Integration Into Schools

By sonam12
  • Brown V. Board

    Brown V. Board
    the Supreme Court overturned the Plessy v. Ferguson (1896) mandate that had served to enforce the second-class citizenship of black Americans for decades after emancipation, ruling in Brown v. Board (1954) that "Separate educational facilities are inherently unequal."
  • Little Rock school board

    In Little Rock, the capital city of Arkansas, the Little Rock School Board agreed to comply with the high court's ruling. Virgil Blossom, the Superintendent of Schools, submitted a plan of gradual integration to the school board on May 24, 1955, which the board unanimously approved.
  • Emmett Till Murdered

    Emmett Till Murdered
    Two white men, J. W. Milam and Roy Bryant kidnapped a 14 year old boy Emmett Till, beat him brutally, shot him and dumped his corpse in the Tallahatchie River, all just for whistling at a white woman. Emmett was visiting his family in Mississippi. The two men were arrested for the murder and acquitted by an all-white jury.
  • Little Rock Nine

    Little Rock Nine
    The Little Rock Nine was a group of African-American students who were enrolled in Little Rock Central High School. Nine black students are blocked from entering the school on the orders of Governor Orval Faubus. But President Eisenhower sends federal troops to intervene on behalf of the students.
  • Virginia closes 9 schools

    Virginia closes 9 schools
    In 1958 Virginia closed nine schools in four counties rather than have them integrated, but Virginia and federal courts ruled these moves illegal.
  • Four Black Students Protest.

    Four Black Students Protest.
    Four black students from North Carolina Agricultural and Technical College begin a sit-in at a segregated Woolworth's lunch counter. Although they are refused service, they are allowed to stay at the counter. The event triggers many similar nonviolent protests throughout the South. Six months later the original four protesters are served lunch at the same Woolworth's counter. Student sit-ins would be effective throughout the Deep South in integrating parks, theaters and libraries.
  • Desegregation in Louisiana

    Desegregation in Louisiana
    In 1960 desegregation began in Louisiana; whites boycotted the integrated New Orleans public schools at first triumphantly, later with diminishing effectiveness.
  • First Black Students Register at the University of Georgia

    First Black Students Register at the University of Georgia
    Hamilton Holmes and Charlayne Hunter became the first two African American students admitted to the University, one of many segregated southern institutions. In 1961 two black students registered at the Univ. of Georgia but were suspended because of student disorders; they were later returned under a federal judge's order.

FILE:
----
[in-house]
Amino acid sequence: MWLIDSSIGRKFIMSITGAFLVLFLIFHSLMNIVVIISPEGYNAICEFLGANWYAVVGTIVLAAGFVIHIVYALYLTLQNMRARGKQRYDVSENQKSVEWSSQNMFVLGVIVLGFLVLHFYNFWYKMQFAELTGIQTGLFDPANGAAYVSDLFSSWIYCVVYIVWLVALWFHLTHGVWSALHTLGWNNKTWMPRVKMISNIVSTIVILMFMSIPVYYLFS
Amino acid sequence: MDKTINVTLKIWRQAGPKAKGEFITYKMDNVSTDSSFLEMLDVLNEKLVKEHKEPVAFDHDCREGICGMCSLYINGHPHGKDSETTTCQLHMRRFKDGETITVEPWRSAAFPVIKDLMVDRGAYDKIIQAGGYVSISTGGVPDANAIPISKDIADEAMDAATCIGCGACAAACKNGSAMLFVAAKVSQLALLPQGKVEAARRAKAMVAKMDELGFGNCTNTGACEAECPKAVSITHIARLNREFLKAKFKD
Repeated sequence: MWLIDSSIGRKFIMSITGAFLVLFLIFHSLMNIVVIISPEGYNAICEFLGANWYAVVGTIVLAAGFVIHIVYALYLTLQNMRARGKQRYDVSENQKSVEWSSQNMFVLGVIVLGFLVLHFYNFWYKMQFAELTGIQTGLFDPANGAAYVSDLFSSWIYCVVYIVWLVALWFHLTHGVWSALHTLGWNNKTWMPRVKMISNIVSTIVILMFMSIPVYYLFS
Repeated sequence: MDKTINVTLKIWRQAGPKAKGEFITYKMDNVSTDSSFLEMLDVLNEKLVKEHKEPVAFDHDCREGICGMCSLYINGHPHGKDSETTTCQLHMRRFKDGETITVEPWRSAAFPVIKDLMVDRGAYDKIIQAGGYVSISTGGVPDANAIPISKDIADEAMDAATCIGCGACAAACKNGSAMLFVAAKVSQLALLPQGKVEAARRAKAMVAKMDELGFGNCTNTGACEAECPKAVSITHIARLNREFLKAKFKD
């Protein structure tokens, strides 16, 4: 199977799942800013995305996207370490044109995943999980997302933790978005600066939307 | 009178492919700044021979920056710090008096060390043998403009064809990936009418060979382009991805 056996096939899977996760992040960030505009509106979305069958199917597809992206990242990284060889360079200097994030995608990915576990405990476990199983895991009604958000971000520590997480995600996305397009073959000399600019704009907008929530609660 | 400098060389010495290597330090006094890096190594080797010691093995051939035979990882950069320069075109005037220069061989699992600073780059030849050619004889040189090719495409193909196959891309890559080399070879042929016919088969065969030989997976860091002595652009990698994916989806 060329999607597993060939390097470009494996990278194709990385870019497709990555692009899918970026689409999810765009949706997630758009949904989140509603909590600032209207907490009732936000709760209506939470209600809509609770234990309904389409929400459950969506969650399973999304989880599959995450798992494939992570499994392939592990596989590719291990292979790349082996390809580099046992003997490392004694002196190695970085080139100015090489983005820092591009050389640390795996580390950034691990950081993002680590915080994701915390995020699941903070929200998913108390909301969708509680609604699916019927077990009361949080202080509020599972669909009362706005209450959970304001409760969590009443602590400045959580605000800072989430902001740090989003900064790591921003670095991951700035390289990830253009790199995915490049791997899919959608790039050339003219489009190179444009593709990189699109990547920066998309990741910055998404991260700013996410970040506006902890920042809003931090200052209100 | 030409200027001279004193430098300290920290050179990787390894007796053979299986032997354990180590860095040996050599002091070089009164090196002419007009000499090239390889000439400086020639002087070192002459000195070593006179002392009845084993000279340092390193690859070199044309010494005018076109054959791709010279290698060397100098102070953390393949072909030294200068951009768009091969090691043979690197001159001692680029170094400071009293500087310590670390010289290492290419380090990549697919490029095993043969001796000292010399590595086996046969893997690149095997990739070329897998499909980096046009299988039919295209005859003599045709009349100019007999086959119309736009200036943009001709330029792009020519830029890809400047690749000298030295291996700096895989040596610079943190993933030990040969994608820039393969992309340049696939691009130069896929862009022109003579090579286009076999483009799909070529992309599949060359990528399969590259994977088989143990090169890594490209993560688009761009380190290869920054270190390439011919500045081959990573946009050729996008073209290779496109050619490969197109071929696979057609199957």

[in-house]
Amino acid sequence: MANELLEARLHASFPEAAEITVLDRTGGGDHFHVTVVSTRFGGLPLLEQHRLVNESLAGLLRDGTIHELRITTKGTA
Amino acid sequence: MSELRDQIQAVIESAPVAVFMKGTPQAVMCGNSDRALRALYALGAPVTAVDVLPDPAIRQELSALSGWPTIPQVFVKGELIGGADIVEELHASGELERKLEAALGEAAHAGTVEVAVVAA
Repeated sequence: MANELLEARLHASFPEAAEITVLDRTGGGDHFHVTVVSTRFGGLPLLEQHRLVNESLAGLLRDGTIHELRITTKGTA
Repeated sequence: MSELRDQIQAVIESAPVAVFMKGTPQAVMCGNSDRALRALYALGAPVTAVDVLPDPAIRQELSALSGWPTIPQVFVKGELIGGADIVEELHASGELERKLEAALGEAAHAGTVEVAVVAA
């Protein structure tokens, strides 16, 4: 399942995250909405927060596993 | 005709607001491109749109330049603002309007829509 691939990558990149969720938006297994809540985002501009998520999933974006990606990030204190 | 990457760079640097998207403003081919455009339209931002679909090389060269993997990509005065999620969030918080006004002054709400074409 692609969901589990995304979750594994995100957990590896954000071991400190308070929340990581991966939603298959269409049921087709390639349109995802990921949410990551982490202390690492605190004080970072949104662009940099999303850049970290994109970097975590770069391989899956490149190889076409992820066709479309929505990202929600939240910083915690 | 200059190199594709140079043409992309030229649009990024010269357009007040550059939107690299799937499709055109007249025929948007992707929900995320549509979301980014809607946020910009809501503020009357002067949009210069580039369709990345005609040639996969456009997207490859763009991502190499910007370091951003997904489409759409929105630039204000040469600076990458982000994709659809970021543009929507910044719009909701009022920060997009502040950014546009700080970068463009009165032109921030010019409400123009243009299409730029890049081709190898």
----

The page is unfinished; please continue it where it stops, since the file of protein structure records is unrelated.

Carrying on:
• Freedom Riders

    Freedom Riders
    Over the spring and summer, student volunteers begin taking bus trips through the South to test out new laws that prohibit segregation in interstate travel facilities, which includes bus and railway stations. Several of the groups of "freedom riders," as they are called, are attacked by angry mobs along the way. The program, sponsored by The Congress of Racial Equality (CORE) and the Student Nonviolent Coordinating Committee (SNCC), involves more than 1,000 volunteers, black and white.
  • Violence in Mississippi

    Violence in Mississippi
    In 1962–63 violence erupted in Mississippi, precipitating a serious crisis in federal-state relations. Against the opposition of Gov. Ross R. Barnett, James H. Meredith, a black who was supported by federal court orders, registered at the Univ. of Mississippi in 1962. A mob gathered and attacked the force of several hundred federal marshals assigned to protect Meredith; two persons were killed.
  • Combat Segregation

    Combat Segregation
    In 1963, South Carolina's Clemson College became the first integrated public school in that state. Gov. George C. Wallace of Alabama was at the Univ. of Alabama attempting to block two black students from enrolling in 1963; the attempt failed. In the North attempts were also made to combat segregation. After a suit brought by black parents in 1960, the school system of New Rochelle, N.Y., was in 1961 ordered by a federal judge to be desegregated. Later, similar suits followed in other cities.
  • 16th Street Baptist Church bombing

    16th Street Baptist Church bombing
    Four young girls (Denise McNair, Cynthia Wesley, Carole Robertson, and Addie Mae Collins) attending Sunday school are killed when a bomb explodes at the Sixteenth Street Baptist Church, a popular location for civil rights meetings. Riots erupt in Birmingham, leading to the deaths of two more black youths.
  • National Advisory Commission

    The integration of southern school districts was progressing; by 1967, 22% of the black students in the 17 southern and border states were in integrated schools. However, the continued separation of blacks and whites in most areas was emphasized in 1968 when the National Advisory Commission on Civil Disorders issued a report that said, “our nation is moving toward two societies, one black, one white—separate and unequal.”